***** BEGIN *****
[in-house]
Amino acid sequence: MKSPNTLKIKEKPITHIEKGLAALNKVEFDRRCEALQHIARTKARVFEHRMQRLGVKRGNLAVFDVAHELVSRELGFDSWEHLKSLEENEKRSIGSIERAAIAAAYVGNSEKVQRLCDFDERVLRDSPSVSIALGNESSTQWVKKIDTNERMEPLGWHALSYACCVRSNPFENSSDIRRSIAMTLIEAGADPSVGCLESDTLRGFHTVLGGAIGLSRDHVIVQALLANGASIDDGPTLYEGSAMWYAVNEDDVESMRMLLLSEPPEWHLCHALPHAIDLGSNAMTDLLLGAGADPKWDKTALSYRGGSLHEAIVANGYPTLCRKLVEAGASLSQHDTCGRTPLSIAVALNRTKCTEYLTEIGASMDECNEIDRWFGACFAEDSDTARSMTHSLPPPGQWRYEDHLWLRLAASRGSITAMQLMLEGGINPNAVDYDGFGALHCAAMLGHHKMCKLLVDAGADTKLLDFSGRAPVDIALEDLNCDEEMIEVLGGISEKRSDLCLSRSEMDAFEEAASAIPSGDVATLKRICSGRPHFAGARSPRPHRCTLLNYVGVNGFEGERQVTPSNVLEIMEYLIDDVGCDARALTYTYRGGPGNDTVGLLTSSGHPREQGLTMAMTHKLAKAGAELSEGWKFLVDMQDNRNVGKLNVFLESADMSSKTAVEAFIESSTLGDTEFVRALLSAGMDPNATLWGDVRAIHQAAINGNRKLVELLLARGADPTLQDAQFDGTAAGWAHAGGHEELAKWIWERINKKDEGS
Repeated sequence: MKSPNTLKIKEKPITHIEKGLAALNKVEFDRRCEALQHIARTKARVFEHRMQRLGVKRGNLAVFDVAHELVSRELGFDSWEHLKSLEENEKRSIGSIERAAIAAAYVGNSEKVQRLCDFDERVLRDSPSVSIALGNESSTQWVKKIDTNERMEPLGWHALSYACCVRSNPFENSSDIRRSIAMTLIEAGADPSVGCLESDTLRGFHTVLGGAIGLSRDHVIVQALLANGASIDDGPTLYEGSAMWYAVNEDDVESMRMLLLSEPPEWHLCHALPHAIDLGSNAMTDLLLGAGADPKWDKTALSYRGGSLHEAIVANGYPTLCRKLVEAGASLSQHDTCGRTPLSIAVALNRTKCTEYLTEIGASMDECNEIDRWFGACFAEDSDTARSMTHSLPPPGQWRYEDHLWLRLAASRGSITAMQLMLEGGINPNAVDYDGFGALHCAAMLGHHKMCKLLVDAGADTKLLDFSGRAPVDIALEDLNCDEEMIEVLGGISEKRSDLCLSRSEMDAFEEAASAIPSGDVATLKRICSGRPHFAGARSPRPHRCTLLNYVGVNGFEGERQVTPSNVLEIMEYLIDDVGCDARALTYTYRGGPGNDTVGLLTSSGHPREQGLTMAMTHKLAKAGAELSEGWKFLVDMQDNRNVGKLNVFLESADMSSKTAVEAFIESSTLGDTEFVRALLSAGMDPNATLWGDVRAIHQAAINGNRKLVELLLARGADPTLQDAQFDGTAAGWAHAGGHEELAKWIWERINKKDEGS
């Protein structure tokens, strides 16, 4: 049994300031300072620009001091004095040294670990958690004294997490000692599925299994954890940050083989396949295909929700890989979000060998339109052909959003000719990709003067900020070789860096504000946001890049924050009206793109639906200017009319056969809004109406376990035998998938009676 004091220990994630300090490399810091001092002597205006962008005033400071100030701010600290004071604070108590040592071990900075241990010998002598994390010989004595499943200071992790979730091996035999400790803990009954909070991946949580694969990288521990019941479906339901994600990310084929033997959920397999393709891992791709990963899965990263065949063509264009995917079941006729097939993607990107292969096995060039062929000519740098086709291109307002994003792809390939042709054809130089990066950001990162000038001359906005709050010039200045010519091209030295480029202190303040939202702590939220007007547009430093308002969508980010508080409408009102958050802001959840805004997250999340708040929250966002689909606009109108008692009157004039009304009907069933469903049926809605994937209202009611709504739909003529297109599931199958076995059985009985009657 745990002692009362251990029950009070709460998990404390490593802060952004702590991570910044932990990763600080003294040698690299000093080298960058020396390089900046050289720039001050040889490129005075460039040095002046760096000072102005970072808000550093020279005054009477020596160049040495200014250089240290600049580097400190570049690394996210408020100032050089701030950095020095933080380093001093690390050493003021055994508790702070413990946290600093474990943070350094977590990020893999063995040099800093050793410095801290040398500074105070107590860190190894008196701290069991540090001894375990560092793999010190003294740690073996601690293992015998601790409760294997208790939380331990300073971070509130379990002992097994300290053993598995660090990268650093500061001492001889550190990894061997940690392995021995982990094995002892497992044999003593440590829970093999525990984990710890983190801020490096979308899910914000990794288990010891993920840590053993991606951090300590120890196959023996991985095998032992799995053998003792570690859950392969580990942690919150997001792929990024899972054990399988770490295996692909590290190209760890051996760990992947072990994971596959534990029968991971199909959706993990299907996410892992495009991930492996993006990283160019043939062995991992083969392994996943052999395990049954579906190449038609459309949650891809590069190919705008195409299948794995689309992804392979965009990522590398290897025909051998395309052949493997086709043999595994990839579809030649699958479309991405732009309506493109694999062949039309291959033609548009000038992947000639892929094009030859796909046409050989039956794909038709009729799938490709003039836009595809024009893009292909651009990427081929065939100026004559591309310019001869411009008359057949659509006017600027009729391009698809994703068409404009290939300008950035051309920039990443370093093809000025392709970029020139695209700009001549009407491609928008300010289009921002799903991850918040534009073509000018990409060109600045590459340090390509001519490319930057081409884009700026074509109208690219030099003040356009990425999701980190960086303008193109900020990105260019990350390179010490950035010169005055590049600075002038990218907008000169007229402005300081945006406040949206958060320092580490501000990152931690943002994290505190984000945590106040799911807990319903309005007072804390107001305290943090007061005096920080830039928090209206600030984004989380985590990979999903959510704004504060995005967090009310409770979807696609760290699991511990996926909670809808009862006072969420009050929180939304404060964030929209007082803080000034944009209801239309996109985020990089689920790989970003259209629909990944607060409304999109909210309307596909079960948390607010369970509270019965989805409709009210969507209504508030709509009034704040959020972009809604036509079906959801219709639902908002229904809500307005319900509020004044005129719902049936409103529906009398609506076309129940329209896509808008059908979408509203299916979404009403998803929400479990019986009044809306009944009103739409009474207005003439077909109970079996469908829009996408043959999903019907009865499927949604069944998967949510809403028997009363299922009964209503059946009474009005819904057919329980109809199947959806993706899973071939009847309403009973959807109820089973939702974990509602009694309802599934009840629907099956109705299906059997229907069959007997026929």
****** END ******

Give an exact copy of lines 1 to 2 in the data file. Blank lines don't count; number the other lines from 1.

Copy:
[in-house]
Amino acid sequence: MKSPNTLKIKEKPITHIEKGLAALNKVEFDRRCEALQHIARTKARVFEHRMQRLGVKRGNLAVFDVAHELVSRELGFDSWEHLKSLEENEKRSIGSIERAAIAAAYVGNSEKVQRLCDFDERVLRDSPSVSIALGNESSTQWVKKIDTNERMEPLGWHALSYACCVRSNPFENSSDIRRSIAMTLIEAGADPSVGCLESDTLRGFHTVLGGAIGLSRDHVIVQALLANGASIDDGPTLYEGSAMWYAVNEDDVESMRMLLLSEPPEWHLCHALPHAIDLGSNAMTDLLLGAGADPKWDKTALSYRGGSLHEAIVANGYPTLCRKLVEAGASLSQHDTCGRTPLSIAVALNRTKCTEYLTEIGASMDECNEIDRWFGACFAEDSDTARSMTHSLPPPGQWRYEDHLWLRLAASRGSITAMQLMLEGGINPNAVDYDGFGALHCAAMLGHHKMCKLLVDAGADTKLLDFSGRAPVDIALEDLNCDEEMIEVLGGISEKRSDLCLSRSEMDAFEEAASAIPSGDVATLKRICSGRPHFAGARSPRPHRCTLLNYVGVNGFEGERQVTPSNVLEIMEYLIDDVGCDARALTYTYRGGPGNDTVGLLTSSGHPREQGLTMAMTHKLAKAGAELSEGWKFLVDMQDNRNVGKLNVFLESADMSSKTAVEAFIESSTLGDTEFVRALLSAGMDPNATLWGDVRAIHQAAINGNRKLVELLLARGADPTLQDAQFDGTAAGWAHAGGHEELAKWIWERINKKDEGS